“Labrador fully supports efforts to assess and ultimately end this pandemic and hopes that more tests will be created, disseminated, and used to quickly and effectively protect our communities through its offer of a royalty-free license during the current crisis,” the press release issued yesterday explained.

Labrador’s actions suggest that is precisely the case; they are all in and are putting their patents to work without the expectation of remuneration. That doesn’t sound like a patent troll to me.

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Join the Discussion

17 comments so far.

  • [Avatar for Ingrid Phil]
    Ingrid Phil
    June 10, 2020 05:14 pm

    Shane – this is capitalism for sure, that’s not the point I’m making. I find it funny that Fortress started Labrador to file the lawsuit. I don’t really feel like any further explanation around that is needed. It’s just funny.

  • [Avatar for Shane]
    June 4, 2020 04:52 pm

    Phil – but Fortress owns Labrador &, as Gene pointed out, invested in Theranos. So, this is a company seeking a return on their investment. Sounds like capitalism to me.

  • [Avatar for Ingrid Phil]
    Ingrid Phil
    April 23, 2020 05:20 pm

    My favorite part about this article is the “fast forward” which ignores the part where Labrador Diagnostics LLC is formed a few days before the lawsuit is filed. fun stuff not a great article.

  • [Avatar for Anon]
    April 5, 2020 03:24 pm


    Your presentation is in error.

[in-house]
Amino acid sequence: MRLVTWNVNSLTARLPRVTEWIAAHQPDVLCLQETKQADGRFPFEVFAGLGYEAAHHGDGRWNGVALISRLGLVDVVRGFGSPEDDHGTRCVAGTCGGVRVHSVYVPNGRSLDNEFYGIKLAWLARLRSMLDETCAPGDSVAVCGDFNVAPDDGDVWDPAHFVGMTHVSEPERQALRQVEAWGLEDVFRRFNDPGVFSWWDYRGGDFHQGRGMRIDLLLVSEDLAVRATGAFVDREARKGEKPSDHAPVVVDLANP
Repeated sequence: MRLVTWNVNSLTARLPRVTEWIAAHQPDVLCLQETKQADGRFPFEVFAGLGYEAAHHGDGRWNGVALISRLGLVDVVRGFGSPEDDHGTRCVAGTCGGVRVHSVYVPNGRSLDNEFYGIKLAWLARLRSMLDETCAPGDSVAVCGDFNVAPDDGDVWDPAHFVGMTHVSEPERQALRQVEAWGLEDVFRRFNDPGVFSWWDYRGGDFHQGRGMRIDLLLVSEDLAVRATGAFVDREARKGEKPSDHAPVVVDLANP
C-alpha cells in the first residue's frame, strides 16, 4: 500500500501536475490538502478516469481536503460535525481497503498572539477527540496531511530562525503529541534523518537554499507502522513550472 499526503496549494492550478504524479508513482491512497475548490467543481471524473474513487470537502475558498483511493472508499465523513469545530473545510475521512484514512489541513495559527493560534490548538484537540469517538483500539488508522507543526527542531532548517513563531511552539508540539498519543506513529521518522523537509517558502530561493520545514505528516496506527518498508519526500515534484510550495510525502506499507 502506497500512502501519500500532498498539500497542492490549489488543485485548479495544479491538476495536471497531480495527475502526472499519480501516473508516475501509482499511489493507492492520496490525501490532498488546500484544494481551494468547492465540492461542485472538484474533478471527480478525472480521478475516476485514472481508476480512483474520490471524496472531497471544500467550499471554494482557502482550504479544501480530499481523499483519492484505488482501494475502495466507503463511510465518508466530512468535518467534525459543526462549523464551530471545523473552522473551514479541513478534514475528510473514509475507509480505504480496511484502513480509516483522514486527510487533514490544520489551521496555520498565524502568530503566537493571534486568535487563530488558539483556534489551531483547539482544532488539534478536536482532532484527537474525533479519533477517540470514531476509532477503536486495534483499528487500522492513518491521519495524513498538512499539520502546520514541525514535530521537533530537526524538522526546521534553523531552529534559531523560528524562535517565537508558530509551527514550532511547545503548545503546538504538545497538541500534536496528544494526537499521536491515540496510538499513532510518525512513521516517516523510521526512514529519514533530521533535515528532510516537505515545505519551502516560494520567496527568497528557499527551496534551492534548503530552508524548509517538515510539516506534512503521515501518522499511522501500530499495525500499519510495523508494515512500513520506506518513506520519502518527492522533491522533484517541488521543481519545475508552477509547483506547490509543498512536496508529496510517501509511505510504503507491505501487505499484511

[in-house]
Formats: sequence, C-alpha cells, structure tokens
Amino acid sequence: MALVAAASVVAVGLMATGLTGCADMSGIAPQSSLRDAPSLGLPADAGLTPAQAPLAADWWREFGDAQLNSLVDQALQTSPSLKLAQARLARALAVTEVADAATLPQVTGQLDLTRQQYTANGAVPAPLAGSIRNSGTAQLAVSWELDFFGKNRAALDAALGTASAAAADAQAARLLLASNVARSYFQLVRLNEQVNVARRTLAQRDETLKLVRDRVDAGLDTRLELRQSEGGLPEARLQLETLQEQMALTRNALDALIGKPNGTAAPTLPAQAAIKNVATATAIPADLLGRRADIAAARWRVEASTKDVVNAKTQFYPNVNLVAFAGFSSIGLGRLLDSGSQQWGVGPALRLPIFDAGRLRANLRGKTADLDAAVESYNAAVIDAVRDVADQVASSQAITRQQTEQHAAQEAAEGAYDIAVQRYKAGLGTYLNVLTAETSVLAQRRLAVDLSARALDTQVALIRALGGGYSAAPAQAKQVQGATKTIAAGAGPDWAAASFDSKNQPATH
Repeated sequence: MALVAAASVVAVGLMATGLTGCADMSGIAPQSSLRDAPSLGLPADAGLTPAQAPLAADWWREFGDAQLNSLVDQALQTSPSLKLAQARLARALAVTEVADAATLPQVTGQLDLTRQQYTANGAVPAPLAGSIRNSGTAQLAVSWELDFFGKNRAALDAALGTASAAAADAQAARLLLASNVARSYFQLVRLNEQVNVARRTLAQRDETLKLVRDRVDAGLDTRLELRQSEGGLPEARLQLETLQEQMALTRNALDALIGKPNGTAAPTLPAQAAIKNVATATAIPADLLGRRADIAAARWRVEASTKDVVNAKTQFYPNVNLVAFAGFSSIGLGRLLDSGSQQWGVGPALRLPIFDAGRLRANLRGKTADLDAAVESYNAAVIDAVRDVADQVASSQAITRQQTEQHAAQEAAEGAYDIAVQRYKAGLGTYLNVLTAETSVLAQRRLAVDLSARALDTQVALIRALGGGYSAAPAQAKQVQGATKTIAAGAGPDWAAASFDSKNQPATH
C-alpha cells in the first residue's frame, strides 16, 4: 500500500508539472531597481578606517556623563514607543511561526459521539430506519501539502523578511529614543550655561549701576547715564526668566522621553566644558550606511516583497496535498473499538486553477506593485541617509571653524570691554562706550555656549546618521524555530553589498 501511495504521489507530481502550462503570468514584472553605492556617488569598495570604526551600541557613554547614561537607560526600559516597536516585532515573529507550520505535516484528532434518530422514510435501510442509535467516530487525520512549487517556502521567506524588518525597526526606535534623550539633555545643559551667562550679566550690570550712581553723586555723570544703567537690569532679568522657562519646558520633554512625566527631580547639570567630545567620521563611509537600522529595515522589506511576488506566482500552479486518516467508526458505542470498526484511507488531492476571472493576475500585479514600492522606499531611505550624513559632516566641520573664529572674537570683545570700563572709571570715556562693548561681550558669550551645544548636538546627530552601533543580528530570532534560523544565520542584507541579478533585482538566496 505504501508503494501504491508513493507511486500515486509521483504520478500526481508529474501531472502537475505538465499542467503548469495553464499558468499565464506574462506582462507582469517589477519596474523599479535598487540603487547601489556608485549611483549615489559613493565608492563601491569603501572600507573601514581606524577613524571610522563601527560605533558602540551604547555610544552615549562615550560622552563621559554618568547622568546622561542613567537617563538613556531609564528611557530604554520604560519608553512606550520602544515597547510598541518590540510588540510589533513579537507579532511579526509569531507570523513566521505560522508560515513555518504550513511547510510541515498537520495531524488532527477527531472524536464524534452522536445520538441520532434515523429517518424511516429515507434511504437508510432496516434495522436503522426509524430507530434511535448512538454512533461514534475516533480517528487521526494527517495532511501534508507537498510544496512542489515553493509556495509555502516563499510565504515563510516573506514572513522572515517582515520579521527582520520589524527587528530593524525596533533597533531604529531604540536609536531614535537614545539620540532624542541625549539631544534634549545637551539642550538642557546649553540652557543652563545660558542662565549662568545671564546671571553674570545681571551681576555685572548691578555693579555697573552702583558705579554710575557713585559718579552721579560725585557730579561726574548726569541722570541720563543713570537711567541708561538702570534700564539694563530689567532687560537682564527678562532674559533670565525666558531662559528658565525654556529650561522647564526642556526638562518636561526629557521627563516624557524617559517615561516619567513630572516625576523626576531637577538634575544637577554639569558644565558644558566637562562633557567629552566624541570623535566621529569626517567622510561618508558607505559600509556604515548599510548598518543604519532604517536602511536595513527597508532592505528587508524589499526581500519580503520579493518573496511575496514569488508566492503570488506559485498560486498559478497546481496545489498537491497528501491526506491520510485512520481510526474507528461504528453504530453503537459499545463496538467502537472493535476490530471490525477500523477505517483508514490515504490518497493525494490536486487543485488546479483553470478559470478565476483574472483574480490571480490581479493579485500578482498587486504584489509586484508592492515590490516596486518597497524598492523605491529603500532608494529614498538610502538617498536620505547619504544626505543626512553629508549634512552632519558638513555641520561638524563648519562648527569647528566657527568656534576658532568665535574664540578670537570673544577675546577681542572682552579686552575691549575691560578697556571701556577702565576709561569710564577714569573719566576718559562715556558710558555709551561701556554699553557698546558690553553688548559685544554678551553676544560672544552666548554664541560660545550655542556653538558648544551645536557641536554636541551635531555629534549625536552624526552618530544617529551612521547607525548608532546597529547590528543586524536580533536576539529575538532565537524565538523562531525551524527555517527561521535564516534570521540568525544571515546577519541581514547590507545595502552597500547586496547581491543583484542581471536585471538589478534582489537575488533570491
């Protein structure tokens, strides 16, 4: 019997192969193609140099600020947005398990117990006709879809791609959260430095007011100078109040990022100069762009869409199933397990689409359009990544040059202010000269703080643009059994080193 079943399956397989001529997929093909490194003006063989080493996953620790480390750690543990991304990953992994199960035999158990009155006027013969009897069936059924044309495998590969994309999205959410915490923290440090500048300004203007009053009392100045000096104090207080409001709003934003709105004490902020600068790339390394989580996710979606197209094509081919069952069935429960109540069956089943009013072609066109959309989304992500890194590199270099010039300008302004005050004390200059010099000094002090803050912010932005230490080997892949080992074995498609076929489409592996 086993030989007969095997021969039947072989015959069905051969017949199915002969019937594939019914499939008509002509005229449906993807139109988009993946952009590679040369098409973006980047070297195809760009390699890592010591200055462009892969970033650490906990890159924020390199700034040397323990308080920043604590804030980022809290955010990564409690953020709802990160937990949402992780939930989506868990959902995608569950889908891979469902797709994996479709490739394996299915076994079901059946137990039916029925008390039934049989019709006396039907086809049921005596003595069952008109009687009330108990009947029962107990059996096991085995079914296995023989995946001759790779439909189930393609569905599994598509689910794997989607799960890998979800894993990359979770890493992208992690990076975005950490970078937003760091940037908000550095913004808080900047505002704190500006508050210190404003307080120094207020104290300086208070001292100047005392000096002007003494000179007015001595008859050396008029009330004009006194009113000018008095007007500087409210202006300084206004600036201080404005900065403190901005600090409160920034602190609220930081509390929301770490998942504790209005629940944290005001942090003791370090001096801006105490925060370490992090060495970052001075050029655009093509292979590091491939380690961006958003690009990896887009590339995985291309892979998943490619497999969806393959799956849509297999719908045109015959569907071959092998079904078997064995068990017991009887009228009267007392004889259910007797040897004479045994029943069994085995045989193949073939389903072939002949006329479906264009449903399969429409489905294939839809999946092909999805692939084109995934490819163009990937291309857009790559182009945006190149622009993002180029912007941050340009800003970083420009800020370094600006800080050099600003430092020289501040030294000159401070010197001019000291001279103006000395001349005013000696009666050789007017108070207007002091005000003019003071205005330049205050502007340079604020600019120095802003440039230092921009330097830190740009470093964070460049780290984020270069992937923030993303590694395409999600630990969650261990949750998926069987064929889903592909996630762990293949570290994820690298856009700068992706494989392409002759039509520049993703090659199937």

I “get” that you want to control the narrative, but you do NOT get to do that when doing so gets the law wrong.

    THAT is my “problem” now. As is typical for your posts, this “problem” runs rampant when YOU get the law wrong.

    Try to be informed; otherwise, your attempt to set up a narrative will be (appropriately) dismissed out of hand.

  • [Avatar for Benny]
    April 5, 2020 12:45 pm

    Anon, you can wave your hands all you like and try to pretend that legal documents have no bearing on the real world, but here you were presented with an either/or situation:
    Either the specifications of the Theranos patents were sufficient to enable bio-tech engineers, with due experimentation, to produce a working prototype, or they were not. The fact that Theranos, could not produce a prototype strongly suggests that the the specifications were NOT sufficient to enable one skilled in the art to reproducec the invention without undue experimentation. You went so far as to say yourself that that is a LEGAL requirement for a patent to be granted. So what is your problem now? Do you think that requirement should be repealed? Or are you just being argumentative fir arguments sake?

  • [Avatar for Anon]
    April 5, 2020 11:20 am


    You cannot seem to get out of your own way.

    Look at the instant case. When Gene re-emphasizes the difference between legal and engineering, you jump right back into the fray with some type of ‘real person’ test. There is NO “in effect” as you WANT there to be.

    Your ‘want’ is simple — and unmistakable — error.

    You are always welcome to have your opinion of anything. You are NOT welcome to push your opinion in the face of HAVING an informed opinion.

    Willful ignorance is worse than ordinary ignorance.

    On top of that, your willful ignorance is persistent even in the face of those who know better who attempt to educate you, AND that state of willful ignorance ALWAYS happens to align with the viewpoint of the Efficient Infringer camp.

  • [Avatar for Benny]
    April 2, 2020 02:55 am

    What you are saying, in effect, was that Theranos could have produced a working device without UNDUE experimentatipn, and therefore they were not actually scamming their investors, and basically Holmes is not guilty of significant wrondoing. All published accounts point to a different conclusion.

  • [Avatar for Gene Quinn]
    Gene Quinn
    April 1, 2020 07:42 pm